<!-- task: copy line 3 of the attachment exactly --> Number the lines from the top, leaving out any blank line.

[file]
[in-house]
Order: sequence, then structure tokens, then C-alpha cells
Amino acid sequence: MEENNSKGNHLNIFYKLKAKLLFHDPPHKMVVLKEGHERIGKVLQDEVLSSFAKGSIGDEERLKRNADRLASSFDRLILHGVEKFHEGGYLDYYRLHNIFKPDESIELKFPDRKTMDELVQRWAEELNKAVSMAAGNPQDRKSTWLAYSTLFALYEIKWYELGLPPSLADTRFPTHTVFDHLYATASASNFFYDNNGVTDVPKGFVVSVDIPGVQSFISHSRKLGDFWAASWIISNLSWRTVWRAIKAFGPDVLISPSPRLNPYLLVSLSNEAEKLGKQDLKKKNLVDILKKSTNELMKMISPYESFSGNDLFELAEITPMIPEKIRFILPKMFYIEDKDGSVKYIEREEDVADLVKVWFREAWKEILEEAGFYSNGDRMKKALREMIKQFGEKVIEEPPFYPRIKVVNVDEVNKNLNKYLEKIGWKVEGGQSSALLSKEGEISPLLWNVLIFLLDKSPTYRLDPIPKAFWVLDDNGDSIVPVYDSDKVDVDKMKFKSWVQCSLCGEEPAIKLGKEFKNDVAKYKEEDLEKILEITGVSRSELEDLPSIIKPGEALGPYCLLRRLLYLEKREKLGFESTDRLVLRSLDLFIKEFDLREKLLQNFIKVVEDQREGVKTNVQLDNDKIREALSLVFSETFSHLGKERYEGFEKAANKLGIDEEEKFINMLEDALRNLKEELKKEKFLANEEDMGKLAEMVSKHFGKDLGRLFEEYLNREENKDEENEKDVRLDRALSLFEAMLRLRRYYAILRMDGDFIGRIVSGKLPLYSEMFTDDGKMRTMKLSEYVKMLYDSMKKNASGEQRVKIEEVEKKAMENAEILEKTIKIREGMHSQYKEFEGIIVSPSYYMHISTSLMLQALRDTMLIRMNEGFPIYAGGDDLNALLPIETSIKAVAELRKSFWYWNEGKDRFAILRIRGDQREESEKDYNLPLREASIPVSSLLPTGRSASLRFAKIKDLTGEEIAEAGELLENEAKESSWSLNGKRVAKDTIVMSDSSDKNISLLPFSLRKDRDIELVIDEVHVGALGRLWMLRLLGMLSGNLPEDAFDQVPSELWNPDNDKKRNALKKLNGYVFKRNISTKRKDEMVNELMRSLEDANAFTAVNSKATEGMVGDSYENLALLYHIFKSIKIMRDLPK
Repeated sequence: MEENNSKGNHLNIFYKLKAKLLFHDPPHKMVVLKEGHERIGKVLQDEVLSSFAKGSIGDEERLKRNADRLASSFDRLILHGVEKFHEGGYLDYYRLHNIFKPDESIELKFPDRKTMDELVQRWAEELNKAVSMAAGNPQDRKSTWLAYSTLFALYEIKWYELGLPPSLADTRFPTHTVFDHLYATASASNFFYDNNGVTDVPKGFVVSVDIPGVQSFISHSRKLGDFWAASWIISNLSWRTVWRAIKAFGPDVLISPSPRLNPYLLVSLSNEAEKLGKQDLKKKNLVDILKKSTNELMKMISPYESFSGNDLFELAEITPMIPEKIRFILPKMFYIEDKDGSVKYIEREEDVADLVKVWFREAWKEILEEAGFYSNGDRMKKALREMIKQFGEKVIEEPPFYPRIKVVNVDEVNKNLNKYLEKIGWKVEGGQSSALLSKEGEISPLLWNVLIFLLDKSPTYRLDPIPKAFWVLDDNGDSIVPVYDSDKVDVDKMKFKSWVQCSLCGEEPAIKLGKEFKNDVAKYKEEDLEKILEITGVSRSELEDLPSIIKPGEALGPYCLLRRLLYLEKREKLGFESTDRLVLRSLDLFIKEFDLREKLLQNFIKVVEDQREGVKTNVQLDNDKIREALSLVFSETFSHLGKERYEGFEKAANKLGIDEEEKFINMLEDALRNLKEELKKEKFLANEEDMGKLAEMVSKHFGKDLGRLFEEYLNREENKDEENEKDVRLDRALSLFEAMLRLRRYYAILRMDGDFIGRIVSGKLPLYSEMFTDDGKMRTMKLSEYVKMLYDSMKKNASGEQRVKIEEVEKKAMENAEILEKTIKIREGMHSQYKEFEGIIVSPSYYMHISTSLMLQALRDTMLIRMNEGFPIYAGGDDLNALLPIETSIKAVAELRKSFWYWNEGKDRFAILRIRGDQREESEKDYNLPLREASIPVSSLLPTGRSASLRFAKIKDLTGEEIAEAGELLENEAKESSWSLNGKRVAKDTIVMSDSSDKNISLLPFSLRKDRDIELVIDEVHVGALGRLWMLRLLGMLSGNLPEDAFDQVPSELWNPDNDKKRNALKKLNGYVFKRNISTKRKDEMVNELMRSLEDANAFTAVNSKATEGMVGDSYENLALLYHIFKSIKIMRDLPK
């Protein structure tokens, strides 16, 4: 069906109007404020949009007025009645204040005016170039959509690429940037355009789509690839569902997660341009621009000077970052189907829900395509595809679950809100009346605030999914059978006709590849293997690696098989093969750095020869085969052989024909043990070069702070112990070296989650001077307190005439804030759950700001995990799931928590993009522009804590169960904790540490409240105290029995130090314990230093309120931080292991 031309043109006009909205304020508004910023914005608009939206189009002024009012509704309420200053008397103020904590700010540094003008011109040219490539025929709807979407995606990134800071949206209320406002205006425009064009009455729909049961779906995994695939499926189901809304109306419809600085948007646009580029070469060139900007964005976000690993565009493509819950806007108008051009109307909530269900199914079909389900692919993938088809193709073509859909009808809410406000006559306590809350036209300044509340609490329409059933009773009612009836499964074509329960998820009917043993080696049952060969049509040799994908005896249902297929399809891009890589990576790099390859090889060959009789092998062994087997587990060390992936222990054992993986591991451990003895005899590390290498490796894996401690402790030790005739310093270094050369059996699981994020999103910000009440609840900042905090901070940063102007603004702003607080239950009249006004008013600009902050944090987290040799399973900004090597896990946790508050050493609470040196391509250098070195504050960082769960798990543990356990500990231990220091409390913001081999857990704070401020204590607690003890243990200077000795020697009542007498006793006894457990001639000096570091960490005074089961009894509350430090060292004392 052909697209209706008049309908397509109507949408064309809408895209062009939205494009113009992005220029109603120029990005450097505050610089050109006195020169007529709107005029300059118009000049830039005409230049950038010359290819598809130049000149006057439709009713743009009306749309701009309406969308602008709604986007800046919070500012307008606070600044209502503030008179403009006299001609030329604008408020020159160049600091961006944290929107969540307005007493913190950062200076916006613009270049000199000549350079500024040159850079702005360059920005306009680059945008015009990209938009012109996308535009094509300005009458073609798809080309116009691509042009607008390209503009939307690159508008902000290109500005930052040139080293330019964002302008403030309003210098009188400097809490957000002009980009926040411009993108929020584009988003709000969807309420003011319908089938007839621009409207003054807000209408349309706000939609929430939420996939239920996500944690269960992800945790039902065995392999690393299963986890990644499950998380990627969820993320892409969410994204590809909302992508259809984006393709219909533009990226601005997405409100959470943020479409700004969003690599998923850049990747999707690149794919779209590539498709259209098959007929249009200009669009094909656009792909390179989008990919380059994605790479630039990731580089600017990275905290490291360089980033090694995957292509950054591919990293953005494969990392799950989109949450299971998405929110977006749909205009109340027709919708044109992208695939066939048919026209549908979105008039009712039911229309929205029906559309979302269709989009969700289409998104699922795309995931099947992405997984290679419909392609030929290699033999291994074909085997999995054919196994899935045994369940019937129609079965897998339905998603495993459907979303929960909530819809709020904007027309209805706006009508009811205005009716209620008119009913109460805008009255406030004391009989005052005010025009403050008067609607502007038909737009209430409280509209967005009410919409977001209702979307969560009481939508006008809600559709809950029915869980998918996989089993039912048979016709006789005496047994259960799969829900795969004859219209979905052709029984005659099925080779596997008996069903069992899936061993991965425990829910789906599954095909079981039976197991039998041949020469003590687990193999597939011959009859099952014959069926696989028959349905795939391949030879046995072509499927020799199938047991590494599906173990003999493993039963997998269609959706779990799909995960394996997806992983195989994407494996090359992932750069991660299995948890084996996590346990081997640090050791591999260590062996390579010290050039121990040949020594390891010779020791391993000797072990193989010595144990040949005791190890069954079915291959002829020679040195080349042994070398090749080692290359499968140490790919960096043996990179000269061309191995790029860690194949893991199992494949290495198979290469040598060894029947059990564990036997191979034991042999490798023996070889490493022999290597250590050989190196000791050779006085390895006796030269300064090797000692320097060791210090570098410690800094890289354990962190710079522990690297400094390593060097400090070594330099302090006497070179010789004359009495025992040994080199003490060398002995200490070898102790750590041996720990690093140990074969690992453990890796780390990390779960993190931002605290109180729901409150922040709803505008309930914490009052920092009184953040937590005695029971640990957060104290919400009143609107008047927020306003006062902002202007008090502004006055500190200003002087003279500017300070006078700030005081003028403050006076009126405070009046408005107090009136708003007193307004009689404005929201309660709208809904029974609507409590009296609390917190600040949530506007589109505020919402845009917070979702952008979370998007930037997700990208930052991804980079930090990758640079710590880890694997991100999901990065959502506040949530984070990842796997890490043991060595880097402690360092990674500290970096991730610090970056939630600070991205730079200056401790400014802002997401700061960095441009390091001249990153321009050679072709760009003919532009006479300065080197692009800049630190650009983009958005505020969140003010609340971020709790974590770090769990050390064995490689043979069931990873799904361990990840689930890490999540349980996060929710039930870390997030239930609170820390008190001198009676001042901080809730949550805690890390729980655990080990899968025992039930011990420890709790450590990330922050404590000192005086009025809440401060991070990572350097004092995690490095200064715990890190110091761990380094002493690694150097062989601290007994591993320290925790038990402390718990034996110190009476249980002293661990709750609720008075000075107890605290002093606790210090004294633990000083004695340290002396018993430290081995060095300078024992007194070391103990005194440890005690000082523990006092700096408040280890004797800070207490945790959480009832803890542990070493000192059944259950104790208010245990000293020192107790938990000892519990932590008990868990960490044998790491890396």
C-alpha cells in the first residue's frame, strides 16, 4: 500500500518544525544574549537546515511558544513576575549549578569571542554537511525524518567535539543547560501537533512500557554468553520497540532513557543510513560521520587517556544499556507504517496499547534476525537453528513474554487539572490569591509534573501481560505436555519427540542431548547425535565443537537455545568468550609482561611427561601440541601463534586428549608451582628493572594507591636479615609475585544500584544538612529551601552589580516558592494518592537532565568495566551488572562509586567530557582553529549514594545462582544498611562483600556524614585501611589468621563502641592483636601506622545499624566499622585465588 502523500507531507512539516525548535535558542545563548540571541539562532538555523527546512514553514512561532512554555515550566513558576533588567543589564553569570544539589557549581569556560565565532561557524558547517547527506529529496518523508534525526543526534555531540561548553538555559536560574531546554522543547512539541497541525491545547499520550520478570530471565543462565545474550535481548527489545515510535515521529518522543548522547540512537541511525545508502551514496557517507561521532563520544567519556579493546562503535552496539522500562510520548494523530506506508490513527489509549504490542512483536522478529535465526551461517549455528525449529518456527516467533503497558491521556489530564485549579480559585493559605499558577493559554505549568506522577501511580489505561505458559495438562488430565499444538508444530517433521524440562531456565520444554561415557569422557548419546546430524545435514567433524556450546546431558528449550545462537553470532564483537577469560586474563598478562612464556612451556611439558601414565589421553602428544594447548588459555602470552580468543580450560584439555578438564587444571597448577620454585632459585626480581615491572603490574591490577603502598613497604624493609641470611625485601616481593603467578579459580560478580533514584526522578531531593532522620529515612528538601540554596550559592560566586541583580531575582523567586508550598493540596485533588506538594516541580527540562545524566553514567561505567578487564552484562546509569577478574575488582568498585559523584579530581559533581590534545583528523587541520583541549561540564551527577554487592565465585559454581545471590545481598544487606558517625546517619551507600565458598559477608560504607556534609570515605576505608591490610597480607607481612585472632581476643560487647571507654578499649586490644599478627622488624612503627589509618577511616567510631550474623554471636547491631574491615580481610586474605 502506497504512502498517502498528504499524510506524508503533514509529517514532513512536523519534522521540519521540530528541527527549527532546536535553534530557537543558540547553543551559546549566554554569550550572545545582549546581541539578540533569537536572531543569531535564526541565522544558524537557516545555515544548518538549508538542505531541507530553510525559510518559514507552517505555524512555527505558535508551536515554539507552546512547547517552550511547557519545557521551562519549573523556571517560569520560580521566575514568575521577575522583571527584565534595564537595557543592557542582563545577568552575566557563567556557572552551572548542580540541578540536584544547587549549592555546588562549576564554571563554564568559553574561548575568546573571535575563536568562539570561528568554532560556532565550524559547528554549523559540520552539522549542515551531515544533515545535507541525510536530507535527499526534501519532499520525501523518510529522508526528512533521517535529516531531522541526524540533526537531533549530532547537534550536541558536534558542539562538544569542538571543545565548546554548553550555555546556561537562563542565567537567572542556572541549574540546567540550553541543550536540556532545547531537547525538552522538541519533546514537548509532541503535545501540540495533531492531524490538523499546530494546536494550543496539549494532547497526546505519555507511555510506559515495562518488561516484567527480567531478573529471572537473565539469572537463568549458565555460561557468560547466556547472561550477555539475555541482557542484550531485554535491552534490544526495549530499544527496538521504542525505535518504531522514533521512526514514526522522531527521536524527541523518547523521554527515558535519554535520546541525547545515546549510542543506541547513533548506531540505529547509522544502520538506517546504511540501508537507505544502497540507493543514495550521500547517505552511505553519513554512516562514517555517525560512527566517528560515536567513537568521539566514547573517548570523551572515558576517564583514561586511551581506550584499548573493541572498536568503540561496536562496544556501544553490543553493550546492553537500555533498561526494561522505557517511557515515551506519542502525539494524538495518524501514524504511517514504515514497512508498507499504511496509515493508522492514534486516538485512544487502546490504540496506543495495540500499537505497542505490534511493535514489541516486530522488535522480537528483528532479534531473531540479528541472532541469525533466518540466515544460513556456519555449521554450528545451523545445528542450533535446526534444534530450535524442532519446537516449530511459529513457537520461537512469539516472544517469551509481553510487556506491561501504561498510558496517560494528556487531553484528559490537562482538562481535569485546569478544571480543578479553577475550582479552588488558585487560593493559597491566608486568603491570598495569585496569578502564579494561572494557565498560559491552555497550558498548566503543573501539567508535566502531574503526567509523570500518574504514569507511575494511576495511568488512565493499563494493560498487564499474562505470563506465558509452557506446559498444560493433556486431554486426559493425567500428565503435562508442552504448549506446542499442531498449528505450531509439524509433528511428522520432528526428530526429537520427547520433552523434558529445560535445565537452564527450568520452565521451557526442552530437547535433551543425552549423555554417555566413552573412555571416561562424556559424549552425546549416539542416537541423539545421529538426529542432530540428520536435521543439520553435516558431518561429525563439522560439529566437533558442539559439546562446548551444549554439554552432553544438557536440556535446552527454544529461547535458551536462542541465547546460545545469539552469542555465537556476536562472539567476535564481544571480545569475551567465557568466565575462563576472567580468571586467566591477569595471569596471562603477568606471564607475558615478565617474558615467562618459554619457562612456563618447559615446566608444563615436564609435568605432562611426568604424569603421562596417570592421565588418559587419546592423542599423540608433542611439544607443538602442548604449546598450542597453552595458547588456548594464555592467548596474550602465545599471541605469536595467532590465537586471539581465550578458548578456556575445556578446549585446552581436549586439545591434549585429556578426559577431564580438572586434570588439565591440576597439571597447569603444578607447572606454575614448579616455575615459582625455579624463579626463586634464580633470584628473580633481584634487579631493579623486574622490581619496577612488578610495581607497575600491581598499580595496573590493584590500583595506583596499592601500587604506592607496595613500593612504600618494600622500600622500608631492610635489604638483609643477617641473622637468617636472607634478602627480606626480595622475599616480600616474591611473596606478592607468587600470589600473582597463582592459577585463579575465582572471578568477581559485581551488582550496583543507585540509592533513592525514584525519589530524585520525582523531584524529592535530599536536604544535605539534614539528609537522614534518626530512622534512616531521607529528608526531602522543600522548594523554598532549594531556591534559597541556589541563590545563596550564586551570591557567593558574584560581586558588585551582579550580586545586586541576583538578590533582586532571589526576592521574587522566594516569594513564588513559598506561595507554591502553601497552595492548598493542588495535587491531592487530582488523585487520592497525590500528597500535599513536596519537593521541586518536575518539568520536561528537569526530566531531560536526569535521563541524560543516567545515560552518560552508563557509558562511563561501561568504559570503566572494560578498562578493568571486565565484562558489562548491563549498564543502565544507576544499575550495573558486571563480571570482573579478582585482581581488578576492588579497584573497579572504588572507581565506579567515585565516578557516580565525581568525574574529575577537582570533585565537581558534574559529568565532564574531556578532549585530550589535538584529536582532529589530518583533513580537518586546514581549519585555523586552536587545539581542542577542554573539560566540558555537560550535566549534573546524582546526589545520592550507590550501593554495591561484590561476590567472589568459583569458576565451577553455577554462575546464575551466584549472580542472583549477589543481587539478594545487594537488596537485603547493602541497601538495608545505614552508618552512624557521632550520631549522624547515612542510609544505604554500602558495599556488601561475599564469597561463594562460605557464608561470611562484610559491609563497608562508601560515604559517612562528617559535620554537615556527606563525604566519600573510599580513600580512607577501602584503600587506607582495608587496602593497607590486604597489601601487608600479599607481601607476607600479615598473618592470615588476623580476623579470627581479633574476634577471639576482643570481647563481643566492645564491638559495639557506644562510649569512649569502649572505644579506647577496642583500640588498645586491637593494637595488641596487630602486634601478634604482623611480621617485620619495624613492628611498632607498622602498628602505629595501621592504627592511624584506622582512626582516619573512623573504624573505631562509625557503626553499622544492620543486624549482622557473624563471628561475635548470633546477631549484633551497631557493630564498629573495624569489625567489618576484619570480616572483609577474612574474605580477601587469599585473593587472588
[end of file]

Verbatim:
Amino acid sequence: MEENNSKGNHLNIFYKLKAKLLFHDPPHKMVVLKEGHERIGKVLQDEVLSSFAKGSIGDEERLKRNADRLASSFDRLILHGVEKFHEGGYLDYYRLHNIFKPDESIELKFPDRKTMDELVQRWAEELNKAVSMAAGNPQDRKSTWLAYSTLFALYEIKWYELGLPPSLADTRFPTHTVFDHLYATASASNFFYDNNGVTDVPKGFVVSVDIPGVQSFISHSRKLGDFWAASWIISNLSWRTVWRAIKAFGPDVLISPSPRLNPYLLVSLSNEAEKLGKQDLKKKNLVDILKKSTNELMKMISPYESFSGNDLFELAEITPMIPEKIRFILPKMFYIEDKDGSVKYIEREEDVADLVKVWFREAWKEILEEAGFYSNGDRMKKALREMIKQFGEKVIEEPPFYPRIKVVNVDEVNKNLNKYLEKIGWKVEGGQSSALLSKEGEISPLLWNVLIFLLDKSPTYRLDPIPKAFWVLDDNGDSIVPVYDSDKVDVDKMKFKSWVQCSLCGEEPAIKLGKEFKNDVAKYKEEDLEKILEITGVSRSELEDLPSIIKPGEALGPYCLLRRLLYLEKREKLGFESTDRLVLRSLDLFIKEFDLREKLLQNFIKVVEDQREGVKTNVQLDNDKIREALSLVFSETFSHLGKERYEGFEKAANKLGIDEEEKFINMLEDALRNLKEELKKEKFLANEEDMGKLAEMVSKHFGKDLGRLFEEYLNREENKDEENEKDVRLDRALSLFEAMLRLRRYYAILRMDGDFIGRIVSGKLPLYSEMFTDDGKMRTMKLSEYVKMLYDSMKKNASGEQRVKIEEVEKKAMENAEILEKTIKIREGMHSQYKEFEGIIVSPSYYMHISTSLMLQALRDTMLIRMNEGFPIYAGGDDLNALLPIETSIKAVAELRKSFWYWNEGKDRFAILRIRGDQREESEKDYNLPLREASIPVSSLLPTGRSASLRFAKIKDLTGEEIAEAGELLENEAKESSWSLNGKRVAKDTIVMSDSSDKNISLLPFSLRKDRDIELVIDEVHVGALGRLWMLRLLGMLSGNLPEDAFDQVPSELWNPDNDKKRNALKKLNGYVFKRNISTKRKDEMVNELMRSLEDANAFTAVNSKATEGMVGDSYENLALLYHIFKSIKIMRDLPK